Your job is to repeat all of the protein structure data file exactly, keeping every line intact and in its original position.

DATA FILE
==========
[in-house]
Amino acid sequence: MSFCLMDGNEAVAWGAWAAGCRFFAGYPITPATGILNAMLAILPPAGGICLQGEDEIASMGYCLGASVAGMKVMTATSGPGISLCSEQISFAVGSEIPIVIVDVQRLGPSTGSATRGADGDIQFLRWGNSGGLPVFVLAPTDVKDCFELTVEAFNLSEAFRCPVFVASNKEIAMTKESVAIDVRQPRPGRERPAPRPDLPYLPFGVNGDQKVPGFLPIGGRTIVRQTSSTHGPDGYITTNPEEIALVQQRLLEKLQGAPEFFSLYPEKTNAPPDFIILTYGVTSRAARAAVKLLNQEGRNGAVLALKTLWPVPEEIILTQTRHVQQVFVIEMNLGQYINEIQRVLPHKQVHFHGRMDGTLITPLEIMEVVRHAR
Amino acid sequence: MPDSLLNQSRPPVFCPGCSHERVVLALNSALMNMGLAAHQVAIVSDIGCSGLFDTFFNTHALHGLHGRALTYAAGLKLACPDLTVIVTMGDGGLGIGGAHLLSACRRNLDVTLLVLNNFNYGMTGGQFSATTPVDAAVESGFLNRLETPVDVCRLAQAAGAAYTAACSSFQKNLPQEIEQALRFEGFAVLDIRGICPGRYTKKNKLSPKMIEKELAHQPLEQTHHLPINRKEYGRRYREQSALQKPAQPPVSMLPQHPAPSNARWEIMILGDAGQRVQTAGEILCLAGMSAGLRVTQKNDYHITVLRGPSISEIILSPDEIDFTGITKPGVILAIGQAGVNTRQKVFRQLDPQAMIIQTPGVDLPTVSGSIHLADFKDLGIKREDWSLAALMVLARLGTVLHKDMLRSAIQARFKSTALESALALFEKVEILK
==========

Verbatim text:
[in-house]
Amino acid sequence: MSFCLMDGNEAVAWGAWAAGCRFFAGYPITPATGILNAMLAILPPAGGICLQGEDEIASMGYCLGASVAGMKVMTATSGPGISLCSEQISFAVGSEIPIVIVDVQRLGPSTGSATRGADGDIQFLRWGNSGGLPVFVLAPTDVKDCFELTVEAFNLSEAFRCPVFVASNKEIAMTKESVAIDVRQPRPGRERPAPRPDLPYLPFGVNGDQKVPGFLPIGGRTIVRQTSSTHGPDGYITTNPEEIALVQQRLLEKLQGAPEFFSLYPEKTNAPPDFIILTYGVTSRAARAAVKLLNQEGRNGAVLALKTLWPVPEEIILTQTRHVQQVFVIEMNLGQYINEIQRVLPHKQVHFHGRMDGTLITPLEIMEVVRHAR
Amino acid sequence: MPDSLLNQSRPPVFCPGCSHERVVLALNSALMNMGLAAHQVAIVSDIGCSGLFDTFFNTHALHGLHGRALTYAAGLKLACPDLTVIVTMGDGGLGIGGAHLLSACRRNLDVTLLVLNNFNYGMTGGQFSATTPVDAAVESGFLNRLETPVDVCRLAQAAGAAYTAACSSFQKNLPQEIEQALRFEGFAVLDIRGICPGRYTKKNKLSPKMIEKELAHQPLEQTHHLPINRKEYGRRYREQSALQKPAQPPVSMLPQHPAPSNARWEIMILGDAGQRVQTAGEILCLAGMSAGLRVTQKNDYHITVLRGPSISEIILSPDEIDFTGITKPGVILAIGQAGVNTRQKVFRQLDPQAMIIQTPGVDLPTVSGSIHLADFKDLGIKREDWSLAALMVLARLGTVLHKDMLRSAIQARFKSTALESALALFEKVEILK